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Does Stress Test and heart ultrasound detect this disease ANGINA ?

Does Stress Test and heart ultrasound detect this disease ? I had a few EKG tests, along w/ a heart ultrasound and stress test. However, all the test results are negative. I ve been having this weird chest pain for quite sometime now, I also have a lot of pains right under arm. The pain is off and on, and the severity varies. I feel so helpless because I think my doctor thinks I m just crazy and making up all this stuff. She even prescibe me some anti-depressant. I m not even close to being depress. I m just wondering if what causing my pain is actually hard to detect. One doctor even told me that I m too young for any type of disease. I m 32 years old, height is 5 6, and my weight is 121 lbs. Please I need some help/advise.
Asked On : Wed, 16 Dec 2009
Answers:  1 Views:  403
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  User's Response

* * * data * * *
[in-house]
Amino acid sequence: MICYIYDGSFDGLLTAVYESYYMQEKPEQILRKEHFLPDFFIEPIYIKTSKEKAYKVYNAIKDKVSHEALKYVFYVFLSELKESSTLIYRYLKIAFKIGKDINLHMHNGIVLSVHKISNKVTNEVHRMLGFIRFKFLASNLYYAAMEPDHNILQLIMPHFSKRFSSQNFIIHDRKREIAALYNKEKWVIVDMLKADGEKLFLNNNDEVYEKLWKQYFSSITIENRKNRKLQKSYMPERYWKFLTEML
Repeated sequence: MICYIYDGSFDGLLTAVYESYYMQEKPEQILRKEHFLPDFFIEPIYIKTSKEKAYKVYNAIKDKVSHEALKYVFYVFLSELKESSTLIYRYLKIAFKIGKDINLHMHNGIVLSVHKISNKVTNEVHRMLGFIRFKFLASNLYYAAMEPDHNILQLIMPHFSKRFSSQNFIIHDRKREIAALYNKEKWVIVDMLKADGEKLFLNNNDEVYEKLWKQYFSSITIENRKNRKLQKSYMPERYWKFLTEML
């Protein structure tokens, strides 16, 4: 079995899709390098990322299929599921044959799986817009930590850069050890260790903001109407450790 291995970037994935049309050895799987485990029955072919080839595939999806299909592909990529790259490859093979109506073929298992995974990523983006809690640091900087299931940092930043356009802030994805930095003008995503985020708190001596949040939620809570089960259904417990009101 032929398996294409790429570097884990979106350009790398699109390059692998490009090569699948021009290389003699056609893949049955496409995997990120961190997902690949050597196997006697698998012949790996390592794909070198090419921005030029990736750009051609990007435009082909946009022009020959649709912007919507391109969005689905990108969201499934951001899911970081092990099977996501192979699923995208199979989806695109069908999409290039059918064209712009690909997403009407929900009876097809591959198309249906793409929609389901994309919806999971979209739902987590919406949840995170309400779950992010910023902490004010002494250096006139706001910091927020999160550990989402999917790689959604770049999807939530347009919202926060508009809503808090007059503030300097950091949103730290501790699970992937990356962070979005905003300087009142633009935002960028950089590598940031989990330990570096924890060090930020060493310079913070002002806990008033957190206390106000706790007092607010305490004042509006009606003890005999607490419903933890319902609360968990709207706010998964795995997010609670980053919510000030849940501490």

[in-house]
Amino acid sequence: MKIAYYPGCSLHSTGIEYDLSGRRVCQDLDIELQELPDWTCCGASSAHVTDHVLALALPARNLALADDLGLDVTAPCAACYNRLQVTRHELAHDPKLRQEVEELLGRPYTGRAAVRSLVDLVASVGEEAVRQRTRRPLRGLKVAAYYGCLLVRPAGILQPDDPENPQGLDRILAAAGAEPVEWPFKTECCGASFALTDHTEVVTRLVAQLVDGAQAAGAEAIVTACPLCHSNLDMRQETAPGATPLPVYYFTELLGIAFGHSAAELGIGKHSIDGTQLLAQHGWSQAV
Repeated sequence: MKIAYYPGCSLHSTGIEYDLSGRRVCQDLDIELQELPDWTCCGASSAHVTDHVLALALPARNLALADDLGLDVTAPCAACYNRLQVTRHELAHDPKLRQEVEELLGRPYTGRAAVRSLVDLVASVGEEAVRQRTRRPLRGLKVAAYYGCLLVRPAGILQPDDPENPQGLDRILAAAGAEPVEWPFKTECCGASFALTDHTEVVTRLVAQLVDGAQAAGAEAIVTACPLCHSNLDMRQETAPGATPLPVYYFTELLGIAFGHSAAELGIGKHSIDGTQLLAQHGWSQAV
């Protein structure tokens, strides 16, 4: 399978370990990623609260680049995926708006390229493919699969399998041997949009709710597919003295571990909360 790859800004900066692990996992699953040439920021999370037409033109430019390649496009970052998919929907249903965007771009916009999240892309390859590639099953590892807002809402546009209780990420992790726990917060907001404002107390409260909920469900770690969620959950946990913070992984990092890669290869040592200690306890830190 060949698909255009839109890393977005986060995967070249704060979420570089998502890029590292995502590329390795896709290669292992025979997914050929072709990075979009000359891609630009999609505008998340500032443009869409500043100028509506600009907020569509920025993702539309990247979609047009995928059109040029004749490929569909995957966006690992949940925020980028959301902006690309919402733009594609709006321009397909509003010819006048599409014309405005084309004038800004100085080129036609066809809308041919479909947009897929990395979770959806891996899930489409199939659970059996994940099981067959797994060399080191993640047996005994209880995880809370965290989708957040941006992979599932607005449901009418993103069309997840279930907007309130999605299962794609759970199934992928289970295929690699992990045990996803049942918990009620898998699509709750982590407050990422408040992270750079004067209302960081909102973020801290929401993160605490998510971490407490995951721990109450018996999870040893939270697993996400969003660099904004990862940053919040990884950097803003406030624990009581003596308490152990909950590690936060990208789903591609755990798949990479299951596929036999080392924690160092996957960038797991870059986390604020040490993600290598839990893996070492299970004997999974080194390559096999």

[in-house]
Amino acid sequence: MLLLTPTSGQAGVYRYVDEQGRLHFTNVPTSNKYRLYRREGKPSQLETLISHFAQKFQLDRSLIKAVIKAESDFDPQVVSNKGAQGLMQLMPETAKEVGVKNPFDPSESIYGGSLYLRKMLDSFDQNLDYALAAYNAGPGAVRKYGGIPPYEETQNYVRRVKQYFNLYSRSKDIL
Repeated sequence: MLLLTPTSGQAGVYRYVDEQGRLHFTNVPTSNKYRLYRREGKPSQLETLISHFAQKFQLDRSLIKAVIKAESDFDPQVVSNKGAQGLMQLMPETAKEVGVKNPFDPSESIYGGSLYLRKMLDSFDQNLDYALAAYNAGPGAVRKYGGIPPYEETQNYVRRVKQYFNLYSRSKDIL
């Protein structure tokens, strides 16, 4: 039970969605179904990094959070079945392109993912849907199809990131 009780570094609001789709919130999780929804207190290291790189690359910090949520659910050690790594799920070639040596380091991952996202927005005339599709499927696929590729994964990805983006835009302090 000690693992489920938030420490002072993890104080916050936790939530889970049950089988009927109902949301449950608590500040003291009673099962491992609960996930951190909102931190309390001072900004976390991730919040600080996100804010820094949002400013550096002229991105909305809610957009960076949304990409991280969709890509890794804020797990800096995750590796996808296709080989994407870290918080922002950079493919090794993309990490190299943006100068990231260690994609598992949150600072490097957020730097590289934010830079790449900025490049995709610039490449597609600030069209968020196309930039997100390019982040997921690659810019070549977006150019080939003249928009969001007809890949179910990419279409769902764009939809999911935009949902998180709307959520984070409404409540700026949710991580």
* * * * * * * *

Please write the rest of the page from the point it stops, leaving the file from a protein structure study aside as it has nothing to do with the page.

It might be time to seek a second opinion. Interestingly enough women suffer death from their first heart attacks more regularly than men and the reason is that it is not their first heart attack. If you are having idiopathic (cause unknown) chest pain and someone prescribes you antibiotics would you seek a second opinion? Sure you would because that wouldn't make any sense either. If the chest pain arises during stress or physical exertion and goes away upon rest this is called stable angina and is indicative of the heart not receiving enough oxygen in times of high energy demand. The word stable should not indicate to you some form of safety. If the chest pain strikes as you are just sitting there and getting up and moving relieves the pain this is called prinzmetals angina either condition should be looked at right away. A few things to consider: No one is ever too young to suffer from heart disease. Do you have family history? What is your cholesterol? Do you have hypertension? Do you smoke? Are you on birth control and smoke? All of these are good determinants of absolute cardiac risk and should be discussed (or tested for) on your next doctor visit. Hope that helps.
Answered: Wed, 16 Dec 2009
Disclaimer: These answers are for your information only and not intended to replace your relationship with your treating physician.
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